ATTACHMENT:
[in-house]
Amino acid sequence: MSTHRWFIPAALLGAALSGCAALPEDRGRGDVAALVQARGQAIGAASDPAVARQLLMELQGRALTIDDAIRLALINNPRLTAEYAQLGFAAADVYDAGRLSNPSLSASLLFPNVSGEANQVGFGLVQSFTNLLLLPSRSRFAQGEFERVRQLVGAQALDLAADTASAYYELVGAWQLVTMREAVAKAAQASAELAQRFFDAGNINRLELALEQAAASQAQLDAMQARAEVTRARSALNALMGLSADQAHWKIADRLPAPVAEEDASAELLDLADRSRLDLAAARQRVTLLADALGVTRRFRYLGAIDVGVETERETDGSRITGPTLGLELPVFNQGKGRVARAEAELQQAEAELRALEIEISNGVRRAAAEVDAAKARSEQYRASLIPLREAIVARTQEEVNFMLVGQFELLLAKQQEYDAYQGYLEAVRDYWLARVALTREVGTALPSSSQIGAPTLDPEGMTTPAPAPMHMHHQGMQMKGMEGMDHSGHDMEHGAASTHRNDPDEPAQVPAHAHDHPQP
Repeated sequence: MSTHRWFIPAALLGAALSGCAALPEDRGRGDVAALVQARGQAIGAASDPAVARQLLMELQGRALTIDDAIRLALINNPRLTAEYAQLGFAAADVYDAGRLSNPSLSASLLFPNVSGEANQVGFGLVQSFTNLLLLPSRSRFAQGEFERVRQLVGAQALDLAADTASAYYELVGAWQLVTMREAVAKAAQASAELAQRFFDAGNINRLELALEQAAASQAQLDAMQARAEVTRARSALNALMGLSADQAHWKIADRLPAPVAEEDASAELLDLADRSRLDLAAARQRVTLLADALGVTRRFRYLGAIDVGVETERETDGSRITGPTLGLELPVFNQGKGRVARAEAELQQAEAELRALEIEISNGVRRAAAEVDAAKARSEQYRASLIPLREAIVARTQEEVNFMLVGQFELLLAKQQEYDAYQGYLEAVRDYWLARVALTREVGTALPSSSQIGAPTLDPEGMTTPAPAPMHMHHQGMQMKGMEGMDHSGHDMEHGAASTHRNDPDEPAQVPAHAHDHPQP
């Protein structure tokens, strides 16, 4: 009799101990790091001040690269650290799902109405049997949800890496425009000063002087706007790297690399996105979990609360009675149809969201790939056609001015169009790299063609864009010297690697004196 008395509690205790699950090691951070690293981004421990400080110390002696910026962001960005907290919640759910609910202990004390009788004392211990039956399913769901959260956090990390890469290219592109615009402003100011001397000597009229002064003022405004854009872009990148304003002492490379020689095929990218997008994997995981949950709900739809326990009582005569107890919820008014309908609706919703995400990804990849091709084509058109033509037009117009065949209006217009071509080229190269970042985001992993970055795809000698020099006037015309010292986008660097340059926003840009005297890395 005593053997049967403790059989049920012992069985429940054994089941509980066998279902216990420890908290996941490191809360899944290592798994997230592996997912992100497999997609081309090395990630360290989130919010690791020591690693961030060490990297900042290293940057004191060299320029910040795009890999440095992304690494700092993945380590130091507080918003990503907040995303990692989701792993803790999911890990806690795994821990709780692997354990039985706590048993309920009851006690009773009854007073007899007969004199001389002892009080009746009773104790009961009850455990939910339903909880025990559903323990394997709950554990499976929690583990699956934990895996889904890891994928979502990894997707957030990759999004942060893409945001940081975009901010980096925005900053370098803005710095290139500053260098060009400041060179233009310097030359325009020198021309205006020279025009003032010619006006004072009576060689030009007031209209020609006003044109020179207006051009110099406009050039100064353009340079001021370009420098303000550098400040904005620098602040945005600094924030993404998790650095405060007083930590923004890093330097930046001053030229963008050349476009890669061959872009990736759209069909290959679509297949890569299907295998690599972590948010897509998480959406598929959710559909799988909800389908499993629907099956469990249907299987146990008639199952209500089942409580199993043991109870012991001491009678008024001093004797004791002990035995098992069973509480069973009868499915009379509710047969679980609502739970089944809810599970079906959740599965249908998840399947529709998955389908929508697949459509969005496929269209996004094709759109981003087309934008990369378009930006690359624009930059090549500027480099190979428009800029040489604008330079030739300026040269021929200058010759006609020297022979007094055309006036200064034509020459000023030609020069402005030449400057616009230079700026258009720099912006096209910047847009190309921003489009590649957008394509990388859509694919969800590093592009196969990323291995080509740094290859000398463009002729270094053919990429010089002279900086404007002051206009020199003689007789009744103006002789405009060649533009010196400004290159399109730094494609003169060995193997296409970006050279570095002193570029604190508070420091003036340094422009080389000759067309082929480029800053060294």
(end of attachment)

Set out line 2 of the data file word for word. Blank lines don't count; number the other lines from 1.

Amino acid sequence: MSTHRWFIPAALLGAALSGCAALPEDRGRGDVAALVQARGQAIGAASDPAVARQLLMELQGRALTIDDAIRLALINNPRLTAEYAQLGFAAADVYDAGRLSNPSLSASLLFPNVSGEANQVGFGLVQSFTNLLLLPSRSRFAQGEFERVRQLVGAQALDLAADTASAYYELVGAWQLVTMREAVAKAAQASAELAQRFFDAGNINRLELALEQAAASQAQLDAMQARAEVTRARSALNALMGLSADQAHWKIADRLPAPVAEEDASAELLDLADRSRLDLAAARQRVTLLADALGVTRRFRYLGAIDVGVETERETDGSRITGPTLGLELPVFNQGKGRVARAEAELQQAEAELRALEIEISNGVRRAAAEVDAAKARSEQYRASLIPLREAIVARTQEEVNFMLVGQFELLLAKQQEYDAYQGYLEAVRDYWLARVALTREVGTALPSSSQIGAPTLDPEGMTTPAPAPMHMHHQGMQMKGMEGMDHSGHDMEHGAASTHRNDPDEPAQVPAHAHDHPQP